North and South Korea to hold third peace summit in Pyongyang | News | DW | 13.08.2018
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North and South Korea to hold third peace summit in Pyongyang

North Korea's Kim Jong Un and his counterpart from the South, Moon Jae In, will hold talks for a third time next month. The upcoming meeting comes amid doubts that the North will fulfill its pledge to denuclearize.

Envoys from North and South Korea announced on Monday they had reached agreement to hold the upcoming peace summit in the North's capital of Pyongyang next month.

It will mark the third meeting between North Korean leader Kim Jong Un and South Korean President Moon Jae-in.

Officials from both sides reached an agreement at the truce village of Panmunjom, located in the demilitarized zone (DMZ) that separates the two Koreas.

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While no date or an agenda for the upcoming talks were formally announced, the two sides are widely expected to discuss a potential peace declaration and the possibility of launching a series of joint economic and infrastructure projects that could go ahead once sanctions on Pyongyang are lifted.

South Korea is also expected to push its northern neighbor to accelerate the dismantling of its nuclear weapons program. North Korea and the United States have struggled to agree on how to proceed with denuclearizing the peninsula after Kim vowed to disarm during a landmark meeting with US President Donald Trump in Singapore in June.

Summit details thin

Following Monday's talks, delegates from both sides said in a statement: "We reviewed the implementation situations of the Panmunjom Declaration (which calls for a formal end to the 1950-53 Korean war and sees the North pledge to denuclearize) and held consultations in a sincere manner on matters related to its more active enforcement."

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September's talks will mark the third meeting between Kim and Moon. The two leaders met for the first time in April where they signed the Panmunjom Declaration. The pair met again in May ahead of Kim's Singapore summit with Trump.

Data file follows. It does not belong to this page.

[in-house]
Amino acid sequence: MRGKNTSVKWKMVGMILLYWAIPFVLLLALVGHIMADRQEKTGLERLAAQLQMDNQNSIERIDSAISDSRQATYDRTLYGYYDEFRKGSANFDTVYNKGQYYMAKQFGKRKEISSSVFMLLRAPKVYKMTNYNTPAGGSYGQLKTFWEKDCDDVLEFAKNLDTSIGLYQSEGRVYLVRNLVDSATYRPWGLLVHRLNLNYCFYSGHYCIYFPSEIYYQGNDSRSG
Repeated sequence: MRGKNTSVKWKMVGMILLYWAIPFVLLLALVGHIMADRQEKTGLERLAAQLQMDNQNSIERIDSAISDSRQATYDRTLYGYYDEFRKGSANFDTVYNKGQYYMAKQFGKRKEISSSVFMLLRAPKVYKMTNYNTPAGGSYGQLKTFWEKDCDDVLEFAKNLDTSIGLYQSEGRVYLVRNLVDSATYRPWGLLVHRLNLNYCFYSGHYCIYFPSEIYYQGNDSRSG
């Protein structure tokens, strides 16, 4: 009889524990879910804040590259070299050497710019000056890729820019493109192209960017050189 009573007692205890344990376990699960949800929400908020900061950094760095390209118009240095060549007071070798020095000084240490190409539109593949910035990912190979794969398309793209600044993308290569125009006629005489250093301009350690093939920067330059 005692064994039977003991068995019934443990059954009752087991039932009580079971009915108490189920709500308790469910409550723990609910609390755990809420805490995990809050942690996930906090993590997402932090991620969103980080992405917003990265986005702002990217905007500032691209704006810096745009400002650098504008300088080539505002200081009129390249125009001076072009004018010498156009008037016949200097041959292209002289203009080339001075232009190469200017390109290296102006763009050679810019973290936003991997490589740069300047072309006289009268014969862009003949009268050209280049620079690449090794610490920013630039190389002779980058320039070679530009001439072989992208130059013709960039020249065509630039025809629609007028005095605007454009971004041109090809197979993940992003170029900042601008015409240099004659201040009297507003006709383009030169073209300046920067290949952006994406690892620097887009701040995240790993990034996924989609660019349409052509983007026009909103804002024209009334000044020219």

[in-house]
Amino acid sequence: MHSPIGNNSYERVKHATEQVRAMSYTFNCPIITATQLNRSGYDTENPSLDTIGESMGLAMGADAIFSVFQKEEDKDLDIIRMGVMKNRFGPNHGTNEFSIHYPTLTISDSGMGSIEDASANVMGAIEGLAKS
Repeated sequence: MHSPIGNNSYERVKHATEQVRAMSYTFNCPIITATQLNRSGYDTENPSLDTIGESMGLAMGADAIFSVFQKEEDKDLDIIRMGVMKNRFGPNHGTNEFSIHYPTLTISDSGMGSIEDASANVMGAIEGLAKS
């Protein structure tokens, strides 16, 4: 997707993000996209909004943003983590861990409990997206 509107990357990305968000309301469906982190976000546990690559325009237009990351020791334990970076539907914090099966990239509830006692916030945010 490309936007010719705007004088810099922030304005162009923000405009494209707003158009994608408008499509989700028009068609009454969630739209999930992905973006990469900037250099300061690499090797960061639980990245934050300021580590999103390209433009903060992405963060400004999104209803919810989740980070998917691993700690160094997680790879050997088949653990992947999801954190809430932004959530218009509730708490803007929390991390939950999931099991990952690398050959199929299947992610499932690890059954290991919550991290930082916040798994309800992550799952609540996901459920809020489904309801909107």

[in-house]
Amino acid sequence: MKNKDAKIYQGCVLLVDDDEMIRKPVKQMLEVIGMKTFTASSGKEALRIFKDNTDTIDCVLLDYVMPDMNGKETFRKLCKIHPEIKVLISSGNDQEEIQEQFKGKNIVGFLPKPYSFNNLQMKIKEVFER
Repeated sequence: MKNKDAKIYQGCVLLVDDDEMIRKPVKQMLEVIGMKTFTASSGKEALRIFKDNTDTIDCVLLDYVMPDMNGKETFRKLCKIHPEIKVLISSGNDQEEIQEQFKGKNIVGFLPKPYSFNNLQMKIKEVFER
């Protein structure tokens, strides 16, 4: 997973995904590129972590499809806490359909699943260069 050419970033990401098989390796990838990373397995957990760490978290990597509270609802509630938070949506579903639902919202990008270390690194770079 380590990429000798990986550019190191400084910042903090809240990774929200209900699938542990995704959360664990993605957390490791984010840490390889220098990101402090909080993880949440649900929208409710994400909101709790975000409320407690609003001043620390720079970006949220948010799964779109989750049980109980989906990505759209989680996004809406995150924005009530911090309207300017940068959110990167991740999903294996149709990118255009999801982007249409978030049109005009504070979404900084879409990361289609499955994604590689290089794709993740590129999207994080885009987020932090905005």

The head of the North Korean delegation, Ri Son Gwon, told reporters following the talks that officials agreed on a specific date for the Pyongyang summit, but refused to disclose the date.

A spokesman of South Korea's presidential office said it would be difficult for the summit to take place earlier than September 9, when North Korea celebrates the anniversary of its founding.

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Sticking points

The nuclear issue has been one of several ongoing points of contention between the Koreas. Both sides have indicated they want to sign a declaration formally ending the Korea War; however the US has said it would only be privy to such a deal once the North has completely abandoned its nuclear weapons program.

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That prompted North Korean state media last month to chide the South, accusing it of failing to take practical steps and only abiding to the views of the US.

Pyongyang has asked the US reciprocate its goodwill gestures, although the Trump administration has so far refused to ease economic sanctions

Another sticking point is the case of a dozen North Korea restaurant workers who arrived in the South via China in 2016. Pyongyang maintains that the workers were abducted and has even hinted that the issue could obstruct the future reunion of families separated between the two Koreas.

South Korean Unification Minister Cho Myoung-gyon declined to say whether the case of the restaurant workers had come up on Monday, merely stating that Pyongyang's negotiation team had not brought up new issues. "There were mentions that if there are problems to be resolved by both sides, on humanitarian issues or for the development of inter-Korean relations, we should do it," Cho told reporters.

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dm/rc (AP, Reuters, dpa)

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